xx

Anonymous said...

This looks great! I'm going to try to make an alternative recipe for my favorite tinted chapstick Alba's Terra Tints. I'm so glad I can swap out the Hydrogenated coconut oil and use Mango butter. I also wanted to pass on a great site for mineral tints to anyone else who like to make their own tinted chapsticks. Madminerals dot org has an awesome selection at great prices.

-Julia

michelle87 said...

hey fab recipies cant wait to try is jus a question i was told that they need to be certified is yours?

Rumela said...

I like this lip balm recipe, I would love to experiment with the essential oils. I will use lavender and mint for two lip balms. I love those aromas.

sherrieg said...

This is a fantastic post! I just linked to it. Thanks for all of the great info!

Anonymous said...

Hi I just want to ask cause I'm going to use this pre soulution that has these ingredients FOR LIP BALM(below);

PRoblem:How will I make this in a liquid form and not the balm?. WHat to remove on the ingredients that would make it liquid and not balm or solid form?.Pls help.

Ingredients: Sweet Almond Oil, Coconut Oil, Beeswax, Avocado Oil, Cocoa Seed Butter, Lanolin

Anonymous said...

where do you get the metal tins at

Ansley Bleu said...

I do all my shopping at Majestic Mountain Sage which also carries the metal tins.

Kelly said...

Hey, anyone know a non-online store that carries metal (gives you a tinny taste)tins

AmyElyssa said...

I'm just getting started on making my own lip balm - I love the idea of using honey, but I can't keep it from separating while it cools - any suggestions?
I posted some photos of the lip-balm recipes I’ve tried on my blog at http://potionslotionsandnotions.blogspot.com/
Can someone tell me what I’m doing wrong?

Ansley Bleu said...

I have not experimented with honey. Was the honey you used raw? Maybe you could try a different type.
Good Luck!
Ansley

Freda julius said...

Just want to say thank you very much for your tips and advice. I am so impressed with these tips I had to try this lip balm recipe at my own home

Sophie said...

hi, i've had several goes at making lip balm, and after a while, it goes sort of sour and salty. what is the reason for this? are there any ways to prevent it from happening?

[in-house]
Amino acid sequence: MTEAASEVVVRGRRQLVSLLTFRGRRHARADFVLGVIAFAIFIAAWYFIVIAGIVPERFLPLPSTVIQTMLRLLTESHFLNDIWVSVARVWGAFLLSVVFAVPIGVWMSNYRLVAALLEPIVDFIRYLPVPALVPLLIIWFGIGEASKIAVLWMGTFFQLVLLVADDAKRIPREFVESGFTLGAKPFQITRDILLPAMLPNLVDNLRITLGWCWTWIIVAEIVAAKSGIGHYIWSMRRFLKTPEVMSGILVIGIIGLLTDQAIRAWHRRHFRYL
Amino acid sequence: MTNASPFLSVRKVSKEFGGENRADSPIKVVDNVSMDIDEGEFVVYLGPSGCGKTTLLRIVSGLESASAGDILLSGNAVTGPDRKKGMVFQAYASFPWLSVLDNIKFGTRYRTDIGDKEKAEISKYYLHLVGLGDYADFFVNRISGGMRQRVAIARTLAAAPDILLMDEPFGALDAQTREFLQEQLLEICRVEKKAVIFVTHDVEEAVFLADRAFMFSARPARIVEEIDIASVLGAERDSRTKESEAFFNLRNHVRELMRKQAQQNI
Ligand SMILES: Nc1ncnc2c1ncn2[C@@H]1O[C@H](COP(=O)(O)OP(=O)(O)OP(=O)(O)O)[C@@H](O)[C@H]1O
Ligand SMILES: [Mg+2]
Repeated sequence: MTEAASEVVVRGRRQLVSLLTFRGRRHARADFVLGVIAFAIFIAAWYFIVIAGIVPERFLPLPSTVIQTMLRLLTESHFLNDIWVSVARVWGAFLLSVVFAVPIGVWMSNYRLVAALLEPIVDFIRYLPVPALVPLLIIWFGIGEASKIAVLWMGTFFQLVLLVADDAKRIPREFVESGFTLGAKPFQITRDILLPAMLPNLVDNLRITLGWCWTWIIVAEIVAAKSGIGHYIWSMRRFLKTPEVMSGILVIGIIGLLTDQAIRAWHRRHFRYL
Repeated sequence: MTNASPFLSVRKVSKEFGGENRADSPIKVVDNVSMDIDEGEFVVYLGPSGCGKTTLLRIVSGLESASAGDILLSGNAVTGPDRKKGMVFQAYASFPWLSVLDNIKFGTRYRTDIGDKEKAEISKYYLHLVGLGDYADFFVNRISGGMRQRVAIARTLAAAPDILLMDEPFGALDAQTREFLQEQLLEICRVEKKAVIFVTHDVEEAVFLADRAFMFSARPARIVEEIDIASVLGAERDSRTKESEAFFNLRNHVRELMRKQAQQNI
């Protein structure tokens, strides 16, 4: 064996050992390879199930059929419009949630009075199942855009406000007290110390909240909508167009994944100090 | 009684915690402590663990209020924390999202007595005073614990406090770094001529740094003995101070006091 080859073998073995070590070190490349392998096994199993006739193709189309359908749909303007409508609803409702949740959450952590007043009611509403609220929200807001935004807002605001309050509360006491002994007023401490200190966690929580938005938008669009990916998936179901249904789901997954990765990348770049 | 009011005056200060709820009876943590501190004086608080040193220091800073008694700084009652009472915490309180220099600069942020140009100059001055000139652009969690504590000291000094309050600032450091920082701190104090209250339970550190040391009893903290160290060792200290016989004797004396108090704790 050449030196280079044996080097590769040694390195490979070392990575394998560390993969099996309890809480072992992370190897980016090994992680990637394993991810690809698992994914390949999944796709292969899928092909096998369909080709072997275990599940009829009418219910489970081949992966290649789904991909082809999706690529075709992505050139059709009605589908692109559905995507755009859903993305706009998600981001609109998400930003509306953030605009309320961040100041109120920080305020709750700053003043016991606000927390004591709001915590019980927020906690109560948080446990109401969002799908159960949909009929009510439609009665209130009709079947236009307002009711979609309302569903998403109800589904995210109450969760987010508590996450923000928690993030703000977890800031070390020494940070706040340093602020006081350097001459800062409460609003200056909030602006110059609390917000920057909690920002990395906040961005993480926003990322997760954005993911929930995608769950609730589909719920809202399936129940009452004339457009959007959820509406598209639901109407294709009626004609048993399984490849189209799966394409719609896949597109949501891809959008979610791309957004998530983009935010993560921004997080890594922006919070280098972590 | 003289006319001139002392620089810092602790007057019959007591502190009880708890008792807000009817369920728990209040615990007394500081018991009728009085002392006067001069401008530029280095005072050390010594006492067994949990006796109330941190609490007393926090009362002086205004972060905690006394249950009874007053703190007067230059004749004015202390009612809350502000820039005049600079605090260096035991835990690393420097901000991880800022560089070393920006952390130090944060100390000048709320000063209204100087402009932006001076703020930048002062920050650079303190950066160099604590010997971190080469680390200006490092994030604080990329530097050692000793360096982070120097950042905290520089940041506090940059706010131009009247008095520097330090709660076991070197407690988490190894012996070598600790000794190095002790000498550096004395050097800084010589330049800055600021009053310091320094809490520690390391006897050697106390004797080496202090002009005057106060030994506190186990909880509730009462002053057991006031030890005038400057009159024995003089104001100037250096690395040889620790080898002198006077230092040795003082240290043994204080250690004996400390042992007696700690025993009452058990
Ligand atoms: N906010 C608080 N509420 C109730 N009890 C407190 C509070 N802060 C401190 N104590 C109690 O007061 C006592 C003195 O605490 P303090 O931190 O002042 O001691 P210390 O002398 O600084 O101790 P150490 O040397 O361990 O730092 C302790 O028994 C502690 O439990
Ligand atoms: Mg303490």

Ansley Bleu said...

Lip balm can go rancid, but I am not so sure about salty. It will have a foul smell when the oils have gone bad and it is time to throw it out.

Anonymous said...

Another natural sweetener you can use instead of honey and stevia, is agave nectar. A couple of drops does the trick.

Thank you for sharing your tips on making lip balm. I appreciate how succinct your blog is, the website you gained the information from (not martha) was helpful yet overloaded.

Also, thank you to those who said not to use citrus essential oils, I was just about to make some with grapefruit EO. Phew!

I have been told NOT to use cinnamon essential oil as it will burn, not just warm.

Peppermint essential oil seems to be a favourite. Just waiting for my tubes to get here! :)

Jen said...

Would you consider coconut oil 76 a solid or a liquid oil?

Ansley Bleu said...

I have no idea about the coconut oil. Generally, if something is solid at room temperature (meaning it cannot be poured out of its container), it is considered a solid.

kate said...

works great!!!!!!!!!

Kate said...

love it!!!!

1mother2another said...

I'd love to try this recipe - but I can't find the actual recipe on the page, just tips and notes on types of oil, general ratios, etc. Am I missing something? This sounds by far like the best one I've seen so far on the web! Any help would be appreciated.

Ansley Bleu said...

I did create my own recipe, but was writing this post to share my research so you could make your own.

Anonymous said...

Do you have to use a double boiler?

Ansley Bleu said...

A double boiler is best so you do not burn the ingredients.

Anonymous said...

Hi! I want to make my own recipe but I have a question: Can I use Dr Bronners for the oil? I is pepperminty and I love it. Another site said it would work, but I want to know for sure?

Ansley Bleu said...

I am not sure about Dr. Bronners. Try it in a small batch. I created almost a dozen different batches before I got what I wanted.

Jen Johnsrud said...

To the folks with honey concerns:

I've made balm with honey - you have to wait for the balm to start to solidify then when its thick like honey or molasses you whip the honey in so it doesn't separate out. Same goes for glycerine - but it's lighter so it mixes a bit better but you have to whip then pour quickly or the glycerine settles out.

I am going to try powdered honey in my next batch, I'll let you know how it works out.

Also, instead of a double boiler I just use a pyrex 1 or 2 cup measuring cup in a small pot of hot water on the stove.

The shea butter can't be heated over 160 deg. farenheit (sp) so if you use shea be sure to get a candy/frying thermometer and keep it under 160.